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Thousands of federal workers on extended paid leave

Published Oct. 21, 2014

Tens of thousands of federal workers are being kept on paid leave for at least a month — and often for longer stretches that can reach a year or more — while they wait to be punished for misbehavior or cleared and allowed to return to work, records show.

During a three-year period that ended last fall, more than 57,000 employees were sent home for a month or longer. The tab for these workers exceeded $775 million in salary alone.

The extensive use of so-called administrative leave continues despite government personnel rules that limit paid leave for employees facing discipline to "rare circumstances" in which the employee is considered a threat. The long-standing rules were written in an effort to curb waste and deal quickly with workers accused of misconduct.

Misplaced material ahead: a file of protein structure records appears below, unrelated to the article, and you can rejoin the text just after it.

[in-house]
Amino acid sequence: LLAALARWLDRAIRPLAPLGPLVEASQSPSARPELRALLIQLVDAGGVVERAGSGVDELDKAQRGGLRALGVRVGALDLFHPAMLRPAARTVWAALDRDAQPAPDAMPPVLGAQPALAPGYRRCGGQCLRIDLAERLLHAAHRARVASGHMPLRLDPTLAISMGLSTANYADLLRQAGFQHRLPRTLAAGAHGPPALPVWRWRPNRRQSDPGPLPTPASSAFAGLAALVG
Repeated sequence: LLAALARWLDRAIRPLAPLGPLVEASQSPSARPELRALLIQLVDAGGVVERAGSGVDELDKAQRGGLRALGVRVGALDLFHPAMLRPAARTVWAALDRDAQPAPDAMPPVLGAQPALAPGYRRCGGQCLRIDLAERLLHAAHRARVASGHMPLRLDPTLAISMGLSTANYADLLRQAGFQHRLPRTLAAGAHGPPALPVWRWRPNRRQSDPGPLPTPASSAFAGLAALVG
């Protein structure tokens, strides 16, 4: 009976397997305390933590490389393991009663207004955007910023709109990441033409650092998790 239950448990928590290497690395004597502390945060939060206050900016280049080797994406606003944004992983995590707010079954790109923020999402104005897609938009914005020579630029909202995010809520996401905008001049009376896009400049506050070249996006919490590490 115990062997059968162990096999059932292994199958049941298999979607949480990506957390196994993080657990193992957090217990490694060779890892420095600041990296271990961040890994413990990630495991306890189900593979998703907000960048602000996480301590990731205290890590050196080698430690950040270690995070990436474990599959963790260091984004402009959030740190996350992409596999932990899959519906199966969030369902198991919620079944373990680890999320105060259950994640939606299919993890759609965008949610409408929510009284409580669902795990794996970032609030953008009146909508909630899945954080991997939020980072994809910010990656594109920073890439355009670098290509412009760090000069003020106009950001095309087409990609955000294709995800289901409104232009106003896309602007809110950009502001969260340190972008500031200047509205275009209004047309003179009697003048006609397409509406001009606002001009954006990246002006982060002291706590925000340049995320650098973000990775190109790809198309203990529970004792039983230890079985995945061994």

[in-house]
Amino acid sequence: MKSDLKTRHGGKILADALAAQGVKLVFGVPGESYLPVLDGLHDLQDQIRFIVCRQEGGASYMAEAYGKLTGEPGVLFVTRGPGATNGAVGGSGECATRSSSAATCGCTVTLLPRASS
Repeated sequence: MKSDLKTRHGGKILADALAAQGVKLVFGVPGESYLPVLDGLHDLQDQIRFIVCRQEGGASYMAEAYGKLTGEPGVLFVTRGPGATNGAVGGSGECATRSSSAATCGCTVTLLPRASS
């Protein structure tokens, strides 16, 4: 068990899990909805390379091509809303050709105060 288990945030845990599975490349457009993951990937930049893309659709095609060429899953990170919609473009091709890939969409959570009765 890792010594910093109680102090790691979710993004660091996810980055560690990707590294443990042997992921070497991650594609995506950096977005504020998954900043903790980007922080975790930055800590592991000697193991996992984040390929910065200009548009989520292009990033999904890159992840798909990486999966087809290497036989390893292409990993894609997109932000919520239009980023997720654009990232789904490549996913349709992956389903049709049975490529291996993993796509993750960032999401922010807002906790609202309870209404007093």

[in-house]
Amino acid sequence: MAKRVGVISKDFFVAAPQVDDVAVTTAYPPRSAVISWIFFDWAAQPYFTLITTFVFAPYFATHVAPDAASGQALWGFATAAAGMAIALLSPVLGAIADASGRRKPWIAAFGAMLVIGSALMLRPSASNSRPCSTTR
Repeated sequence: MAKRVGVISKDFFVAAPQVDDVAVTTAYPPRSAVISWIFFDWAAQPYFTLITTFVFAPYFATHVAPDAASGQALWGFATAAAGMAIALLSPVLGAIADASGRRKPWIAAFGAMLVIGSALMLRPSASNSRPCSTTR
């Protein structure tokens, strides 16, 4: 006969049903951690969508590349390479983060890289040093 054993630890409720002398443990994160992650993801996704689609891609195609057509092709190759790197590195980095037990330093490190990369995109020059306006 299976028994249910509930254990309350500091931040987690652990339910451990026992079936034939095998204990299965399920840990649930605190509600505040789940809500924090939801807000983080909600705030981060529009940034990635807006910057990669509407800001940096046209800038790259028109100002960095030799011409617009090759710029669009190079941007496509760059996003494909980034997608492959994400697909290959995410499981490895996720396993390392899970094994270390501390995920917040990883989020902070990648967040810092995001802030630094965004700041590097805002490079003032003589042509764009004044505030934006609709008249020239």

And the comptroller general, the top federal official responsible for auditing government finances and practices, has repeatedly ruled that federal workers should not be sidelined for long periods for any reason.

But a forthcoming report by the Government Accountability Office found that 53,000 civilian employees were kept home for one to three months during the three fiscal years that ended in September 2013. About 4,000 more were kept off the job for three months to a year and several hundred for one to three years. The study represents the first time auditors have calculated the scope and cost of administrative leave.

They found that supervisors used wide discretion in putting employees on leave, including for alleged violations of government rules and laws, whistle-blowing, doubts about trustworthiness, and disputes with colleagues or bosses. Some workers remain on paid leave as they challenge demotions and other punishments.

"It's not authorized by any law," said Sen. Charles Grassley, R-Iowa, referring to cases that drag on. "Bureaucrats are abusing it."

While the employees stayed home, they not only collected paychecks but accrued pension earnings, vacation and sick days, and moved up the federal pay scale.

The GAO report almost certainly understates the extent and cost of administrative leave because the figures examined by the auditors were incomplete.